Gardeners become concerned when they notice tunnels in their rose canes or small, sparse, yellow or wilted rose leaves. These conditions are caused by insects which aren’t always a detriment to the garden. The most common tunnelers are hunting wasps that, for the most part, are beneficial predators. These small, harmless wasps nest in the rose piths but do not injure the plants. These hunting wasps feed on aphids and provide some degree of insect control.
Female wasps lay eggs on cut canes. The eggs hatch into caterpillars which tunnel into the cane pith. They feed for about two weeks on aphids brought to the nest by the female wasp. After two weeks, the larva goes into a dormant state before emerging as an adult wasp.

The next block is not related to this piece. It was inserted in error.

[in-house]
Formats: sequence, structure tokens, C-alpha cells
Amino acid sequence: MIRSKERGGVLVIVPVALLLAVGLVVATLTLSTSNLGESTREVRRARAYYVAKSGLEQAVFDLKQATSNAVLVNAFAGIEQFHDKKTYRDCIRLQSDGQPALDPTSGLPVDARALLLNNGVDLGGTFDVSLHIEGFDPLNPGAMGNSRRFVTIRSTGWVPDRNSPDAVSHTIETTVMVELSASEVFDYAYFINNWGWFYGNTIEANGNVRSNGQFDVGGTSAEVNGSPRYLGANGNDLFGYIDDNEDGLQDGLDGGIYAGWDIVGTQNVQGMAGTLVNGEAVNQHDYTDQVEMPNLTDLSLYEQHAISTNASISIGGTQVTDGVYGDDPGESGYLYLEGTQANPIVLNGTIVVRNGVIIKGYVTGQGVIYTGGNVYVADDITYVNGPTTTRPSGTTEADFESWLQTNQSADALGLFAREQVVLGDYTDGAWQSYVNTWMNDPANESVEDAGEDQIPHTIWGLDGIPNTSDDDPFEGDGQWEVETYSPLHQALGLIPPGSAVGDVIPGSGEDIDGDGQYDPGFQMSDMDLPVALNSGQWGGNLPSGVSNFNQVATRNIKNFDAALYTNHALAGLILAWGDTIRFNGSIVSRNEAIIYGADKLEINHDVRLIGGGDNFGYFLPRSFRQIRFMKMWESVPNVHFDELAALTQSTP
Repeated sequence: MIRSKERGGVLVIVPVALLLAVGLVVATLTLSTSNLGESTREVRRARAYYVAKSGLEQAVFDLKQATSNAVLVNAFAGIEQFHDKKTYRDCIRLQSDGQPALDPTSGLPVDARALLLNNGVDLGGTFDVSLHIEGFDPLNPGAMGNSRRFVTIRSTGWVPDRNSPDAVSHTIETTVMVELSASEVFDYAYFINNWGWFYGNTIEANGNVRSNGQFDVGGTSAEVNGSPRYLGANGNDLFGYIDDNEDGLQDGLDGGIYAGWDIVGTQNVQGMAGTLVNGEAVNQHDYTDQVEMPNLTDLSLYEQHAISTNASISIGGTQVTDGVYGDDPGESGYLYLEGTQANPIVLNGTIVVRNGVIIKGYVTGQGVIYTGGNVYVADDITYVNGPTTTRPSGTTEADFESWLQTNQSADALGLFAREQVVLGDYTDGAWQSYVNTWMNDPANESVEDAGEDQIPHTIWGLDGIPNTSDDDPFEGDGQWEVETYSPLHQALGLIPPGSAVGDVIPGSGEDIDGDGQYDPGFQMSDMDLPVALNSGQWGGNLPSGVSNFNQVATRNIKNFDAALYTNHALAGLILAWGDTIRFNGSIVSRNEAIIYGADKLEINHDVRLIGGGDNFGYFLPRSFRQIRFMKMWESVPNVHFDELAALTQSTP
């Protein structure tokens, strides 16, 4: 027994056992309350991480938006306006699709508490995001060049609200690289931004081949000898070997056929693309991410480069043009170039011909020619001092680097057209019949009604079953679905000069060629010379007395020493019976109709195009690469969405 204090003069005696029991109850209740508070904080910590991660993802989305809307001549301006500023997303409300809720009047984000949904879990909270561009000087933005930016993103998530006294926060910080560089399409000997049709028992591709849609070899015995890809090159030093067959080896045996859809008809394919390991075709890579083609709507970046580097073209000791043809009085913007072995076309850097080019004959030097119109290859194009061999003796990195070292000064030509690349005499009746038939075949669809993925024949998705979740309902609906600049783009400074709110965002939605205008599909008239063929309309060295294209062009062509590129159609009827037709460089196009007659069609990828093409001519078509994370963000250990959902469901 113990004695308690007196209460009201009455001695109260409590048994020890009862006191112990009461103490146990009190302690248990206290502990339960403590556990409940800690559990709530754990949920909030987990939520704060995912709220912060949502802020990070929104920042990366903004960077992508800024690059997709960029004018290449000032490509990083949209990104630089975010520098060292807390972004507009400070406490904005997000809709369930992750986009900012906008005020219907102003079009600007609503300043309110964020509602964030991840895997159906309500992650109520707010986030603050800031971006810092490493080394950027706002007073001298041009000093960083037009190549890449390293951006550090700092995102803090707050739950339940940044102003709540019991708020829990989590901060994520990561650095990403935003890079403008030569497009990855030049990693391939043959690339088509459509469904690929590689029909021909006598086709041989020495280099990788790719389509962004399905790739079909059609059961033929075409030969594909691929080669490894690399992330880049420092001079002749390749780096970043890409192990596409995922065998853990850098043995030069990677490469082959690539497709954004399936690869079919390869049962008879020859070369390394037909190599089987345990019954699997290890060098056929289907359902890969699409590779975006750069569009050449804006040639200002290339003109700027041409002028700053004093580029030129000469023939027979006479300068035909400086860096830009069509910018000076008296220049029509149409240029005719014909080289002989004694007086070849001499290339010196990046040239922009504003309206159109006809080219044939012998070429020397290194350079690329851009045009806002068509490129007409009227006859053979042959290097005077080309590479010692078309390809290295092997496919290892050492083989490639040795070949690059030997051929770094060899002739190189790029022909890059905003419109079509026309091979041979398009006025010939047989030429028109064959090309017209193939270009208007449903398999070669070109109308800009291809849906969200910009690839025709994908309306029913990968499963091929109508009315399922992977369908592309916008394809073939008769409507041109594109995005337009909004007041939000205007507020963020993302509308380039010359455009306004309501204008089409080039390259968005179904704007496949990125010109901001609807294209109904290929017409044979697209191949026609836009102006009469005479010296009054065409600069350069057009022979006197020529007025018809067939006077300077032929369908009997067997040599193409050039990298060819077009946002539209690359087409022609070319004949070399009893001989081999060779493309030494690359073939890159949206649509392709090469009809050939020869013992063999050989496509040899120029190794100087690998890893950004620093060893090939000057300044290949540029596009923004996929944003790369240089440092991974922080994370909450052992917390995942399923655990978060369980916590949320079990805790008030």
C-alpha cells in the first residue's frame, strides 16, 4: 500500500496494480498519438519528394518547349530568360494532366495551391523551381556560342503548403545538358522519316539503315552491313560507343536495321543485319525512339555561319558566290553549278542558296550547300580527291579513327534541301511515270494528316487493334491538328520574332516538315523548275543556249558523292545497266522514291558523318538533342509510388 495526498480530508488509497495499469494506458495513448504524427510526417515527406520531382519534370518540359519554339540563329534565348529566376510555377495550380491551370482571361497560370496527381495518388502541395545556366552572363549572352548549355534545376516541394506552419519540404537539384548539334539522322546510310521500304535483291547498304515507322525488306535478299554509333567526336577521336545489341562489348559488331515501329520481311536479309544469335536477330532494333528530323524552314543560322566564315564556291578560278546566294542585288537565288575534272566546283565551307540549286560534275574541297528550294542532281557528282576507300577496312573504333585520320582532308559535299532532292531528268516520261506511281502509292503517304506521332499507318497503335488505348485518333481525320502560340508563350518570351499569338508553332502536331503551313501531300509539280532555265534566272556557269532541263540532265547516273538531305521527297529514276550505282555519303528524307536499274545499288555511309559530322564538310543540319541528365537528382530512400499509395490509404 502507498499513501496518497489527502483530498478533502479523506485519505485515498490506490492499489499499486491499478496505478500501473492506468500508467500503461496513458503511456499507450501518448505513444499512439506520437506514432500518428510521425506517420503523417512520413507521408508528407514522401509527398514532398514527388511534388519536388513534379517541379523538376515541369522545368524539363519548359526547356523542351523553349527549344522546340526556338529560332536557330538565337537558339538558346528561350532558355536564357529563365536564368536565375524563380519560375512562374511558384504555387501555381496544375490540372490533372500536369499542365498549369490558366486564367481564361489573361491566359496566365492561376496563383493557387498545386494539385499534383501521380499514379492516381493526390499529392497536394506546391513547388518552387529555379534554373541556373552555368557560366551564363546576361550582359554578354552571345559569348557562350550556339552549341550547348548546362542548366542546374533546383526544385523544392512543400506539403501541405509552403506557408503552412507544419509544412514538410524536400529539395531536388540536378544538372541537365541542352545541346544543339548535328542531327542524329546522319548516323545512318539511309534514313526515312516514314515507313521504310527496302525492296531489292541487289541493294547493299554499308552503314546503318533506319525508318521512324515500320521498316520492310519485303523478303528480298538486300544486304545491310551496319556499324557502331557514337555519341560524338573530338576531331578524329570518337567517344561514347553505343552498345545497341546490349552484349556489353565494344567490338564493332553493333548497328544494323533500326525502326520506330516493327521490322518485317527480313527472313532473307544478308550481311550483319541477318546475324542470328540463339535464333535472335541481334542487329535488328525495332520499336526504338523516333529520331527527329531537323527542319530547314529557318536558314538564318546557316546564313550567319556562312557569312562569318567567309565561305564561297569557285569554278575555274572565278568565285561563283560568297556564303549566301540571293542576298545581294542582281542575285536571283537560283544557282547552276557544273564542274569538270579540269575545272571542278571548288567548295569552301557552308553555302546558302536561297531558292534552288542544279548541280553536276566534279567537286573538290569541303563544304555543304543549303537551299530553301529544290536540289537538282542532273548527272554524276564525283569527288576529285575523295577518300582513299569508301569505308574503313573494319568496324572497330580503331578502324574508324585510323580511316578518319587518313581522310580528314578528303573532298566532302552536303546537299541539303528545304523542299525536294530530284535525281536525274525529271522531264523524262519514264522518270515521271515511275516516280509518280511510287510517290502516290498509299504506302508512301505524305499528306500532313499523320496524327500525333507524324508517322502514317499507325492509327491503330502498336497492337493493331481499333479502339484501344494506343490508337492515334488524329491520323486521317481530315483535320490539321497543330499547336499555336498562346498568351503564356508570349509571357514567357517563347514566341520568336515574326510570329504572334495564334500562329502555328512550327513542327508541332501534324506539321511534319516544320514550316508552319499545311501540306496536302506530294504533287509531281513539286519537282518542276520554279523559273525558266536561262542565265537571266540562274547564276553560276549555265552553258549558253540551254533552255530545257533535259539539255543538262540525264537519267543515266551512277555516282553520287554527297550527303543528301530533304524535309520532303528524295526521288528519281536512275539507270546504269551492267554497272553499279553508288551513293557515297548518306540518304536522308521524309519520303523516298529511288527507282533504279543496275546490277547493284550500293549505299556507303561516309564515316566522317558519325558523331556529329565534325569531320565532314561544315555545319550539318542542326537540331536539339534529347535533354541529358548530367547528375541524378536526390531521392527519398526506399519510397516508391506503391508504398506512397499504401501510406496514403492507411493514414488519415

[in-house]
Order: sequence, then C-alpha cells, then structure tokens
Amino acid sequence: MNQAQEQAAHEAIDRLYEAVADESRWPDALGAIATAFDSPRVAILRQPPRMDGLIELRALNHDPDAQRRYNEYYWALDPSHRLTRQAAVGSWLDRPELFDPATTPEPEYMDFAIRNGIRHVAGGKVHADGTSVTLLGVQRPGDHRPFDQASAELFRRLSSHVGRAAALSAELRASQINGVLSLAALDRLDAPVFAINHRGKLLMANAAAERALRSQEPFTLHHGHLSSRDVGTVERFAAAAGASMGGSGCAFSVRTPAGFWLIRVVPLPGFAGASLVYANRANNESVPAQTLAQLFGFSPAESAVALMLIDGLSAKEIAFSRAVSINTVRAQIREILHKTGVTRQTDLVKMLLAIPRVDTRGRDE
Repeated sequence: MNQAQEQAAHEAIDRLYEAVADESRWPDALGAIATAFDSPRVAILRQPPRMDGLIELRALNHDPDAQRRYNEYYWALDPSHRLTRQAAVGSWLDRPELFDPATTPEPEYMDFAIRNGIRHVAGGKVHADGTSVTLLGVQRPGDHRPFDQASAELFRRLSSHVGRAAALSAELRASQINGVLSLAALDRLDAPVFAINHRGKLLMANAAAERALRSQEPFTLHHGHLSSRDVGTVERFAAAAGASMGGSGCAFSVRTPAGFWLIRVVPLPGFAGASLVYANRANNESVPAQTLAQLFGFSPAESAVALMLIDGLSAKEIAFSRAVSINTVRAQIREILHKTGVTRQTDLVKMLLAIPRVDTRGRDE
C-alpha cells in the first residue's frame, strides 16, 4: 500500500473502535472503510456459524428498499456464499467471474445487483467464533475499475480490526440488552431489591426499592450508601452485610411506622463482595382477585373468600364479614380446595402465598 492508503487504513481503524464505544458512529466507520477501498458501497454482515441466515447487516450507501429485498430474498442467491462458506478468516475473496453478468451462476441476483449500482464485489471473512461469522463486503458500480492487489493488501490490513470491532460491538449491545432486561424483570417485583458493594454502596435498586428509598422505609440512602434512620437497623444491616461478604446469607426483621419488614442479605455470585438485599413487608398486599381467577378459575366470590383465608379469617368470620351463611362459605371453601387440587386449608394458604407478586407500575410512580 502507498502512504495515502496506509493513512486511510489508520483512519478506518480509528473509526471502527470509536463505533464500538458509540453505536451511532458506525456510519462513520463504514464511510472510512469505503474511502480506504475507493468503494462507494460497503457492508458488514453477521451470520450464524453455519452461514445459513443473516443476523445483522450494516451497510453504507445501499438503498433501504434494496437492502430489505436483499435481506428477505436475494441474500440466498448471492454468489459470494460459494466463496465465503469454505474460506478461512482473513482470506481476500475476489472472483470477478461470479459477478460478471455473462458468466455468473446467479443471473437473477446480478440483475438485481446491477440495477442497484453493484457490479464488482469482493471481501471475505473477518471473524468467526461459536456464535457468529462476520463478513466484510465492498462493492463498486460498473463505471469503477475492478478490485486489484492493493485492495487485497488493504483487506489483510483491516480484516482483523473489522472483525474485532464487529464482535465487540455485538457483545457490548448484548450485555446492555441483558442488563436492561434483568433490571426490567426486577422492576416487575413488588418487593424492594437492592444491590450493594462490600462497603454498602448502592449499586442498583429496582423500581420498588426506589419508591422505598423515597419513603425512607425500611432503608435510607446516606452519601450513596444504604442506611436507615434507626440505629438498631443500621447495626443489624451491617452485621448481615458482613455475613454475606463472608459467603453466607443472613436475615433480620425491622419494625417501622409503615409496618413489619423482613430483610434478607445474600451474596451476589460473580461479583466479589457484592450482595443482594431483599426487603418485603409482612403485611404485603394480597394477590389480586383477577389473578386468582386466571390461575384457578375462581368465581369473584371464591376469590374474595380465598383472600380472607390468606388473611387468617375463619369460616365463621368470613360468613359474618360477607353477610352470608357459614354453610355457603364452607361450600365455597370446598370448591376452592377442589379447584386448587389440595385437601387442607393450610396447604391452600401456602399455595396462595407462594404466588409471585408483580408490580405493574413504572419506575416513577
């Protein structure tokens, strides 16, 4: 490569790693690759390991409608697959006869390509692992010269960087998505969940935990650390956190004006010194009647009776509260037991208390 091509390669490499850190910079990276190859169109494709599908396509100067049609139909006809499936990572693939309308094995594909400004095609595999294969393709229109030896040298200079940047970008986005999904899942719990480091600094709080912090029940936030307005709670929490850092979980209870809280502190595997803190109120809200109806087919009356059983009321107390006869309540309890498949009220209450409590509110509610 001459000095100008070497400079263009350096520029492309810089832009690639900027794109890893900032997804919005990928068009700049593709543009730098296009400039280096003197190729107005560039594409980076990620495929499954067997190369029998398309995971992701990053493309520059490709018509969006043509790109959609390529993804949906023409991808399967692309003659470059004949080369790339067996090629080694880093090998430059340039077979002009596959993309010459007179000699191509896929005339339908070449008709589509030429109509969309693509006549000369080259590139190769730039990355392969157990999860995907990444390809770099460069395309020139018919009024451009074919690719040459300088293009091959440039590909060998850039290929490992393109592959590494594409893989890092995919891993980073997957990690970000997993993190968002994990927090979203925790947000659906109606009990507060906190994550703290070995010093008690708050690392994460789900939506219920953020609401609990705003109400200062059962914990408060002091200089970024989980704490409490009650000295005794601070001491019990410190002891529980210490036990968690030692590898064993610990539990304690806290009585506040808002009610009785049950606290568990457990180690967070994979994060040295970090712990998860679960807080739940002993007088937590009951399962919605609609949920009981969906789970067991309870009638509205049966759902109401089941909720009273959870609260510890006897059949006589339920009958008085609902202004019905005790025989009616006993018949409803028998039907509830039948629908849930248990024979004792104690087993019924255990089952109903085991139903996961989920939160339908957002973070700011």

If the wasps do significant damage to a plant, prune the rose cane below the wasp nest area where there may be a slight swelling. Seal this cut (and routine pruning cuts) with water-insoluble glue or nail polish to prevent more nests of eggs. Controlling aphids may also encourage wasps to search for other nesting sites that have a reliable food source.